What Should the Republicans Do Now?


An editorial in yesterday’s Wall Street Journal, “A GOP Shutdown Strategy”, offers good advice to the House Republicans for how to proceed in the shutdown stalemate.  “ …the best chance to move Democrats is Louisiana Senator David Vitter’s amendment that would annul the exemption from Obama-Care that the White House carved out for Congressmen and their staff.  These professionals will receive special subsidies unavailable to everybody else on the insurance exchanges, and preserving this deeply unpopular privilege would be a brutal vote for Democrats.”
The House Republican Caucus should attempt to line up 218 votes to attach this provision to a continuing resolution to fund the government for all or part of the new fiscal year at the current level.  If 218 votes to support this approach cannot be found, then the House should pass a clean funding resolution.  Nothing else has a chance of succeeding (the idea of trying to defund Obama-Care for even one year is absurd) and the American people will grow increasingly impatient. 
The bigger issue by far is the need to raise the debt limit by October 17th at the latest.  Here the Republicans have major leverage, namely the sequester, which takes a bigger bite out of discretionary spending each year for nine more years.  The Republican House can give the Democratic Senate a choice:  either agree to a sensible long range plan for spending restraint (including entitlements), or else we’ll agree to raise the debt limit for six months or so, into early 2014, and then revisit the debt limit issue after the 2014 tighter sequester limits take effect. 
This is what I suggest.  Now we’ll wait and see what happens!

A Much Better Republican Strategy for Obama Care


On the eve of its implementation, the Affordable Care Act (aka Obama Care) is more unpopular than ever amongst the general public.  But the House Republican strategy of trying to defund the ACA as part of a continuing resolution to fund the government for the new fiscal year is a very poor idea.  It will never pass both houses of Congress and be signed by the President.  All it can possibly do is lead to a temporary shutdown of the government and therefore cause mass confusion.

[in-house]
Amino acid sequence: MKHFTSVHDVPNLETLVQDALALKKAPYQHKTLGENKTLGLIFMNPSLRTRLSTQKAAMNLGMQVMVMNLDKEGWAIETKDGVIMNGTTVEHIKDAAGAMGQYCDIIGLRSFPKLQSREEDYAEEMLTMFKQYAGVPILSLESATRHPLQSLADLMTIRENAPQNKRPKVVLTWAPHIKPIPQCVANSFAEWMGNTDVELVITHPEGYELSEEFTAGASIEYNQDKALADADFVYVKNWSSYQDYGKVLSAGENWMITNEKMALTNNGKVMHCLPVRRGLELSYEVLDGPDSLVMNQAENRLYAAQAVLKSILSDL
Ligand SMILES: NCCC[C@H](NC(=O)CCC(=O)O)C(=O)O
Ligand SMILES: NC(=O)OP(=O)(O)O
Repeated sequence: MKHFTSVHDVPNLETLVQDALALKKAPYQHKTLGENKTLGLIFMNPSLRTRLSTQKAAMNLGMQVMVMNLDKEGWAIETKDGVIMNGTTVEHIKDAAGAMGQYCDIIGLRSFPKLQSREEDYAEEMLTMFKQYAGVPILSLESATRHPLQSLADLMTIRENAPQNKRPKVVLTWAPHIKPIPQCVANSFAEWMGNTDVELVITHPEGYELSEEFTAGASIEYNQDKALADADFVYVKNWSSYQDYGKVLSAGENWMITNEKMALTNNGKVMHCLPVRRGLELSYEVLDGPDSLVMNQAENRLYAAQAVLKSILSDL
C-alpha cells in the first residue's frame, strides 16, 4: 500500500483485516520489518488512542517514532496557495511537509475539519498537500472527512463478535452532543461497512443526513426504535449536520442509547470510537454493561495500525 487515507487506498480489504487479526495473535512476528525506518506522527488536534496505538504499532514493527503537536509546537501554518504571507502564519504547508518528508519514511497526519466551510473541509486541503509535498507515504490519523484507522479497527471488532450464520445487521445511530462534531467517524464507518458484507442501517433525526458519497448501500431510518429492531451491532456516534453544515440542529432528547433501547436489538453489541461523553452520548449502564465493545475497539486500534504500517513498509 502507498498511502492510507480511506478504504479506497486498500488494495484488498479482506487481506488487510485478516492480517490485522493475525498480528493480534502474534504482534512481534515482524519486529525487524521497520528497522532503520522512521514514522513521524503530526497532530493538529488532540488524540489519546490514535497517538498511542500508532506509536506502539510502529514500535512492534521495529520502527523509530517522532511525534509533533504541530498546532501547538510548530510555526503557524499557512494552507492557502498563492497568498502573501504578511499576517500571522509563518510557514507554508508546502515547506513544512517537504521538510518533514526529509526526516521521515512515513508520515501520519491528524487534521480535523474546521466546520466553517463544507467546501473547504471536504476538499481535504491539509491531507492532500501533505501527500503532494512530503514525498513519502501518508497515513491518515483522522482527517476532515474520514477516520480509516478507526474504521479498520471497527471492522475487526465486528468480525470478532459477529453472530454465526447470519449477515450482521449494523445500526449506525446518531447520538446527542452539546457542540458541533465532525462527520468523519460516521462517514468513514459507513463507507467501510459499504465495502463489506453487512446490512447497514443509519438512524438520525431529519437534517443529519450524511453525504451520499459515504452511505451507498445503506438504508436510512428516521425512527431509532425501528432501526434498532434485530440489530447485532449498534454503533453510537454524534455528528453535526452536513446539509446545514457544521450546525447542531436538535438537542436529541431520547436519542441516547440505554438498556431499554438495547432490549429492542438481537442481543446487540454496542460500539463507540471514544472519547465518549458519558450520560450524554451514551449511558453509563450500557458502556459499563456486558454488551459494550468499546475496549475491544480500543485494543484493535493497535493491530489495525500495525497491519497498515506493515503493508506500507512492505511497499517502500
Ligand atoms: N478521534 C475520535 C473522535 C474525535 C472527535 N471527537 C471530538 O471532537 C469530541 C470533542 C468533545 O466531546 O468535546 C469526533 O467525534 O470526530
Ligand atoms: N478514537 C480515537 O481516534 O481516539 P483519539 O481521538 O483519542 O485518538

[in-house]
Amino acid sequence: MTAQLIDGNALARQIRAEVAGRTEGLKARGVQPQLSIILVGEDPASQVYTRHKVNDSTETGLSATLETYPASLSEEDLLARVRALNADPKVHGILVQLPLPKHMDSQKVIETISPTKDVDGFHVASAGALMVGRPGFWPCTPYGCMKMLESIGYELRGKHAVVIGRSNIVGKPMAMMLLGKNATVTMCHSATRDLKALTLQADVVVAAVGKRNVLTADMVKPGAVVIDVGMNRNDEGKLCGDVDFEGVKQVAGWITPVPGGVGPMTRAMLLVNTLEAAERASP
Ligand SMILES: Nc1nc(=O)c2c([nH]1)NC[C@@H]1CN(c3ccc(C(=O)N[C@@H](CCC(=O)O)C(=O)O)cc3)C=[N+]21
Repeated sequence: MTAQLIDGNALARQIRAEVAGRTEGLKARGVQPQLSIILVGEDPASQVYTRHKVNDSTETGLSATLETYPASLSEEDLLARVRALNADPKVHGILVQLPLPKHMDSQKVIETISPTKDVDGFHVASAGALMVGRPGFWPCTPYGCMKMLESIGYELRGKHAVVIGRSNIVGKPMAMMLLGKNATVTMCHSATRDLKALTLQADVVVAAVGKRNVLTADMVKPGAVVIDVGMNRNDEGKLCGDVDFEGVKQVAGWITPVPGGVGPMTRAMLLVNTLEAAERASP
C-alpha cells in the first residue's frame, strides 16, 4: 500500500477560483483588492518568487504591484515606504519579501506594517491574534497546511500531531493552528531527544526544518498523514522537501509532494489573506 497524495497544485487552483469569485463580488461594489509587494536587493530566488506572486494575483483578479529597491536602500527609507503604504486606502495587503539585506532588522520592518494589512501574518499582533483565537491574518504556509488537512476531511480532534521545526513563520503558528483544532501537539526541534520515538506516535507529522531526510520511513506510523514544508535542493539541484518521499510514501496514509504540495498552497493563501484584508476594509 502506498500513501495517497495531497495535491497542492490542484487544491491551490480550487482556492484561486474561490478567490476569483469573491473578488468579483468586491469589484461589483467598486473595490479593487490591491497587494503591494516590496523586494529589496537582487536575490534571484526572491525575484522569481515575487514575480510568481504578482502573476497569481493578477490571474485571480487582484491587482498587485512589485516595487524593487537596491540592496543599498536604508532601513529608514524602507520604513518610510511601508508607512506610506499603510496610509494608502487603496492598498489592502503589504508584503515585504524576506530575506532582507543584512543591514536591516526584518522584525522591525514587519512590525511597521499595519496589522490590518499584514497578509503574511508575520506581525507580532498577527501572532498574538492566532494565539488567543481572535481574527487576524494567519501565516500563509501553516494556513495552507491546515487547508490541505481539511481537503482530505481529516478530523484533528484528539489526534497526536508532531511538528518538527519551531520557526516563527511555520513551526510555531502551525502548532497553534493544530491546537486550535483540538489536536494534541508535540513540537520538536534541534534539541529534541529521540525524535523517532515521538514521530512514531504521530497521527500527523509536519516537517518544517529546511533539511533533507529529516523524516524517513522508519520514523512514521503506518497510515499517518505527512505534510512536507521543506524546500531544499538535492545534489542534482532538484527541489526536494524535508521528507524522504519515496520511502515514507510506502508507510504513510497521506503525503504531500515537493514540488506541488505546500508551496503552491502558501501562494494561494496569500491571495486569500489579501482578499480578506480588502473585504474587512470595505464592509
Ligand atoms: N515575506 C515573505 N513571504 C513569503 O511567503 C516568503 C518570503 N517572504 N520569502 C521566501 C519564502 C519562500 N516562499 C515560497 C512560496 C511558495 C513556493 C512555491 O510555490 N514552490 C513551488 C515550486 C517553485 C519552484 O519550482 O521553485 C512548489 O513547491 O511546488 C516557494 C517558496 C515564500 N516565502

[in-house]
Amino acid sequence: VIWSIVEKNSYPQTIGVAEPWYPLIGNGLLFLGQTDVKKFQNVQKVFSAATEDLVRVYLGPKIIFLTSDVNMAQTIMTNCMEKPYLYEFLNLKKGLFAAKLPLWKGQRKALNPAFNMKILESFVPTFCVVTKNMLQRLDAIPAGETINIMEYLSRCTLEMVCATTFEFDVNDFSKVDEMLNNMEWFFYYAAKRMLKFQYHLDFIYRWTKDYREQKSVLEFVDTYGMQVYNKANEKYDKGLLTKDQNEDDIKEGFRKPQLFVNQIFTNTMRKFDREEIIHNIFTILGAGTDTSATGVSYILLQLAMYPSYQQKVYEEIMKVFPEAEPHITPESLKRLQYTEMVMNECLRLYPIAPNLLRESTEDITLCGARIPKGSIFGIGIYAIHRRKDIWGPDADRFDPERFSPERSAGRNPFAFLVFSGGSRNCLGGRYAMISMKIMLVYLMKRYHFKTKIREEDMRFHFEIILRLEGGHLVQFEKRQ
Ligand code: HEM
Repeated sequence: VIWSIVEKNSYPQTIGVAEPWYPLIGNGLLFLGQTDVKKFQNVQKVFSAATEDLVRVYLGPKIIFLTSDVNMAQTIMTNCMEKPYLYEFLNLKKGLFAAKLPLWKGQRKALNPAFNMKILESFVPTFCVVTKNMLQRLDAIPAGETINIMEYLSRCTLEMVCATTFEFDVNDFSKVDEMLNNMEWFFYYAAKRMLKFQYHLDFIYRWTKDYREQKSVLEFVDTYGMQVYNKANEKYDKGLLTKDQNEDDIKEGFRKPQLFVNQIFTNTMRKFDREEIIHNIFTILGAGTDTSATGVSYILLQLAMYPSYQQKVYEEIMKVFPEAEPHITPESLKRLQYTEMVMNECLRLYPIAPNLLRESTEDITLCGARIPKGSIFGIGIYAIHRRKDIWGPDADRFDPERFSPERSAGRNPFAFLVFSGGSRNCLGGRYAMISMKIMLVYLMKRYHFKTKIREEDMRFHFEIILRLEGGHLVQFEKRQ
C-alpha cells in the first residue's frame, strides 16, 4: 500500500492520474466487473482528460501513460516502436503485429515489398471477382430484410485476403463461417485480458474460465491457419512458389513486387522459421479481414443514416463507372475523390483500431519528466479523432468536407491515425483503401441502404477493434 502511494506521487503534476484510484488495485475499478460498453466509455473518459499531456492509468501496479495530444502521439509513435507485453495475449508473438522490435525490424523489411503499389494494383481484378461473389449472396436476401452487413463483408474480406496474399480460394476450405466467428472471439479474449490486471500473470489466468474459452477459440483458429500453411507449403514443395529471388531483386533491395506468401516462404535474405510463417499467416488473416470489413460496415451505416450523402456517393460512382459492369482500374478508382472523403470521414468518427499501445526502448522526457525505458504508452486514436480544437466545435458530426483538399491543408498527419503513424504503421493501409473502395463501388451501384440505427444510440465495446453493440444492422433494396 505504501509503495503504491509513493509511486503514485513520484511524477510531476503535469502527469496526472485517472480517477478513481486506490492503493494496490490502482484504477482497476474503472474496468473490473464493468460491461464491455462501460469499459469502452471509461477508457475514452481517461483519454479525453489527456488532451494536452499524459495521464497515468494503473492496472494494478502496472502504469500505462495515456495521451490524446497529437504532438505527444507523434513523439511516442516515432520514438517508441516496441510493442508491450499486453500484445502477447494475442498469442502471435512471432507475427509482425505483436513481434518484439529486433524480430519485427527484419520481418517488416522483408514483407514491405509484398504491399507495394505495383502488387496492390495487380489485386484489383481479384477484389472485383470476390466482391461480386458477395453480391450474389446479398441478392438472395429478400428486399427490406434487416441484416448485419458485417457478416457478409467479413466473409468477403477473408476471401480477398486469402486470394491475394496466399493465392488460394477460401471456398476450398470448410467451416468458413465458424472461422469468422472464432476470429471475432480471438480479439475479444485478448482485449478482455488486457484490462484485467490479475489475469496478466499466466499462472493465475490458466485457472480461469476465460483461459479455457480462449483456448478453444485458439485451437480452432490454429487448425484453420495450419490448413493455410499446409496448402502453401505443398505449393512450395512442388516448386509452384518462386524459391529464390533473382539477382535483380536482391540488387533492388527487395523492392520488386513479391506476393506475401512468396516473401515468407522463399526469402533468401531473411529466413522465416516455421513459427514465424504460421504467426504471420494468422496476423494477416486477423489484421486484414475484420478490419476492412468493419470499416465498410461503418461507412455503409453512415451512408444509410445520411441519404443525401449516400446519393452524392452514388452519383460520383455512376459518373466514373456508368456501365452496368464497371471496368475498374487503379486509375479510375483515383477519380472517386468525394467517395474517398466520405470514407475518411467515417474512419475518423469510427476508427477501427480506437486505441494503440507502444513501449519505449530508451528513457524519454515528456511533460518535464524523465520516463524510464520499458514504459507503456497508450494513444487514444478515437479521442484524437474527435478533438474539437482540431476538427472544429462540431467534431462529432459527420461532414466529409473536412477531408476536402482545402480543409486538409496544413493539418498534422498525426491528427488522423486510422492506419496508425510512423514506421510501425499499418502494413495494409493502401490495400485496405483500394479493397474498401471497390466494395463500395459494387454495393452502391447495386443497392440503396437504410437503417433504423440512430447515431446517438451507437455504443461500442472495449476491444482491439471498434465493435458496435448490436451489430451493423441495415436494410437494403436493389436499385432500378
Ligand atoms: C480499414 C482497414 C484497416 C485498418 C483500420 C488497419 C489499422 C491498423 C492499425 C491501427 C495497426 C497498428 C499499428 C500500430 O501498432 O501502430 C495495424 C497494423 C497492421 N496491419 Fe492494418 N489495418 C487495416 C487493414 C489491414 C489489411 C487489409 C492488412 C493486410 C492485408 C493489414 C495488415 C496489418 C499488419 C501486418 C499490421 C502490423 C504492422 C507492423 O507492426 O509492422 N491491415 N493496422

The Wall Street Journal recently suggested a much more effective way for the House Republicans to proceed in “Carve-0uts for Congress”.  The legislation establishing the ACA contains a provision requiring all members of Congress and their staffs (11,000 people in all) to purchase their own health insurance on the new exchanges which are being set up to enroll uninsured Americans.  The idea behind this provision is to insure that members of Congress and their staffs and their families will obtain their insurance just like everyone else so that they will fully experience how healthcare reform actually works in practice.
But just a month ago the Administration personnel team issued a regulation exempting all Members and aides from the requirement to use the exchanges.  A recent poll taken by Independent Women’s Voice shows that 92% of likely voters, regardless of their views of the ACA, think that this exemption is unfair.
The implication is clear.  Republicans should show their dissatisfaction with the ACA by attaching the repeal of this exemption, which is contrary to law, as well as highly unpopular, to the continuing resolution to fund the government for the next fiscal year.  Let the Democratic Senate defend this exemption if it wants too.  It’s an opportunity for the House Republicans to do the right thing and also to stand with the “little guy” against the Washington elite.